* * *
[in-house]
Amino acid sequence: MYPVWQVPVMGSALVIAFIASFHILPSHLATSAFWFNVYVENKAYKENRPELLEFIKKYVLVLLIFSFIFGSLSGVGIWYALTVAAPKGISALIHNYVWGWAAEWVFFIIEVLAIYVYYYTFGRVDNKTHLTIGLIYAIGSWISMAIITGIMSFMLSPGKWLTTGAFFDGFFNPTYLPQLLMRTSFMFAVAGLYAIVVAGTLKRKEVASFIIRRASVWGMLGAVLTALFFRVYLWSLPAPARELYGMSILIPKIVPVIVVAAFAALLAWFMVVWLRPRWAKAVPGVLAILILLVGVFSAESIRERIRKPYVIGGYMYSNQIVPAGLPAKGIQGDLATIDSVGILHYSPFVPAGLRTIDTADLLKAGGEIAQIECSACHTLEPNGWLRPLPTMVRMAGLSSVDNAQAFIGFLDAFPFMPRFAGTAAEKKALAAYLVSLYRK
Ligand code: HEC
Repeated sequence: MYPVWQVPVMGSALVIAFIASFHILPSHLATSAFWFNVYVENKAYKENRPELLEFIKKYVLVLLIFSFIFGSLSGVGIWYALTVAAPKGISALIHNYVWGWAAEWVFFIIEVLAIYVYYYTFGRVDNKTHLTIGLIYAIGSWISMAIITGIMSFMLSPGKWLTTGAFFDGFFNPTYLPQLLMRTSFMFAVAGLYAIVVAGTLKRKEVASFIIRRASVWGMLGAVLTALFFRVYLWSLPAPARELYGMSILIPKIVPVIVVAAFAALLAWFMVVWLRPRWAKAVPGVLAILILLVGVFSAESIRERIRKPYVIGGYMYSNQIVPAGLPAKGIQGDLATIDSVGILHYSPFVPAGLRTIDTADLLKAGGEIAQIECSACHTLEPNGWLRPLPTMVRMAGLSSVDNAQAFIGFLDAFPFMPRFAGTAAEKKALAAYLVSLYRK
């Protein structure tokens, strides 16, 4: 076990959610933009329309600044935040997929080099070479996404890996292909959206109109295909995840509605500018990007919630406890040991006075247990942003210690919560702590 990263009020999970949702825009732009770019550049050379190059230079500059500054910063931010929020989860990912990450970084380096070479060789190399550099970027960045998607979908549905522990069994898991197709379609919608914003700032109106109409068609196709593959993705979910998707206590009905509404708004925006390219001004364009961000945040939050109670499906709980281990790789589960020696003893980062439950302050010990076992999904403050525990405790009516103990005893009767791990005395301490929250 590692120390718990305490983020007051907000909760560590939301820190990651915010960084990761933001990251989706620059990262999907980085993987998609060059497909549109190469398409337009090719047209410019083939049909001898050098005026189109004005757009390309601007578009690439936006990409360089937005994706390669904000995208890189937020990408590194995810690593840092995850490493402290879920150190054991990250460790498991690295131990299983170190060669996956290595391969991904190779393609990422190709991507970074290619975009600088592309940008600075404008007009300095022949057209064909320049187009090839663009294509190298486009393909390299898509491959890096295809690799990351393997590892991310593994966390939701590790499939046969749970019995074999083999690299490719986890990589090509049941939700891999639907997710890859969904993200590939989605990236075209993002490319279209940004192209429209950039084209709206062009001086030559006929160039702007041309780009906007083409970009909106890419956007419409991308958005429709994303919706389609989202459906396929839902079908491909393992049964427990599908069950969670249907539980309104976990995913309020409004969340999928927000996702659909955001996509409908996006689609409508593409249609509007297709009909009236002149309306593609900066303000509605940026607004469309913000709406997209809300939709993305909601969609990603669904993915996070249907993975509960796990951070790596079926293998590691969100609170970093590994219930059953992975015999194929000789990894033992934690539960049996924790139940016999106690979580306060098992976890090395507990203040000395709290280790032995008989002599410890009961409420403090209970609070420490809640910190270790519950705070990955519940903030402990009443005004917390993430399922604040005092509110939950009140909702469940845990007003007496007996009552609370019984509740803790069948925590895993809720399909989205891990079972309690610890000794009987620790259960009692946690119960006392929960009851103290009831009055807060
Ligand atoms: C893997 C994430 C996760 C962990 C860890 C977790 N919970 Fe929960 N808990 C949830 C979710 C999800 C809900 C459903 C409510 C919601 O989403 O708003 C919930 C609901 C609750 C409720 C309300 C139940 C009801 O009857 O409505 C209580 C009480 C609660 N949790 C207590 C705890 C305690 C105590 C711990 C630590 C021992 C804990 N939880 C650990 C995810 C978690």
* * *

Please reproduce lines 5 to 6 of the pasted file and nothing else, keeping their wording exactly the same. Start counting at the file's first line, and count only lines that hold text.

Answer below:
């Protein structure tokens, strides 16, 4: 076990959610933009329309600044935040997929080099070479996404890996292909959206109109295909995840509605500018990007919630406890040991006075247990942003210690919560702590 990263009020999970949702825009732009770019550049050379190059230079500059500054910063931010929020989860990912990450970084380096070479060789190399550099970027960045998607979908549905522990069994898991197709379609919608914003700032109106109409068609196709593959993705979910998707206590009905509404708004925006390219001004364009961000945040939050109670499906709980281990790789589960020696003893980062439950302050010990076992999904403050525990405790009516103990005893009767791990005395301490929250 590692120390718990305490983020007051907000909760560590939301820190990651915010960084990761933001990251989706620059990262999907980085993987998609060059497909549109190469398409337009090719047209410019083939049909001898050098005026189109004005757009390309601007578009690439936006990409360089937005994706390669904000995208890189937020990408590194995810690593840092995850490493402290879920150190054991990250460790498991690295131990299983170190060669996956290595391969991904190779393609990422190709991507970074290619975009600088592309940008600075404008007009300095022949057209064909320049187009090839663009294509190298486009393909390299898509491959890096295809690799990351393997590892991310593994966390939701590790499939046969749970019995074999083999690299490719986890990589090509049941939700891999639907997710890859969904993200590939989605990236075209993002490319279209940004192209429209950039084209709206062009001086030559006929160039702007041309780009906007083409970009909106890419956007419409991308958005429709994303919706389609989202459906396929839902079908491909393992049964427990599908069950969670249907539980309104976990995913309020409004969340999928927000996702659909955001996509409908996006689609409508593409249609509007297709009909009236002149309306593609900066303000509605940026607004469309913000709406997209809300939709993305909601969609990603669904993915996070249907993975509960796990951070790596079926293998590691969100609170970093590994219930059953992975015999194929000789990894033992934690539960049996924790139940016999106690979580306060098992976890090395507990203040000395709290280790032995008989002599410890009961409420403090209970609070420490809640910190270790519950705070990955519940903030402990009443005004917390993430399922604040005092509110939950009140909702469940845990007003007496007996009552609370019984509740803790069948925590895993809720399909989205891990079972309690610890000794009987620790259960009692946690119960006392929960009851103290009831009055807060
Ligand atoms: C893997 C994430 C996760 C962990 C860890 C977790 N919970 Fe929960 N808990 C949830 C979710 C999800 C809900 C459903 C409510 C919601 O989403 O708003 C919930 C609901 C609750 C409720 C309300 C139940 C009801 O009857 O409505 C209580 C009480 C609660 N949790 C207590 C705890 C305690 C105590 C711990 C630590 C021992 C804990 N939880 C650990 C995810 C978690």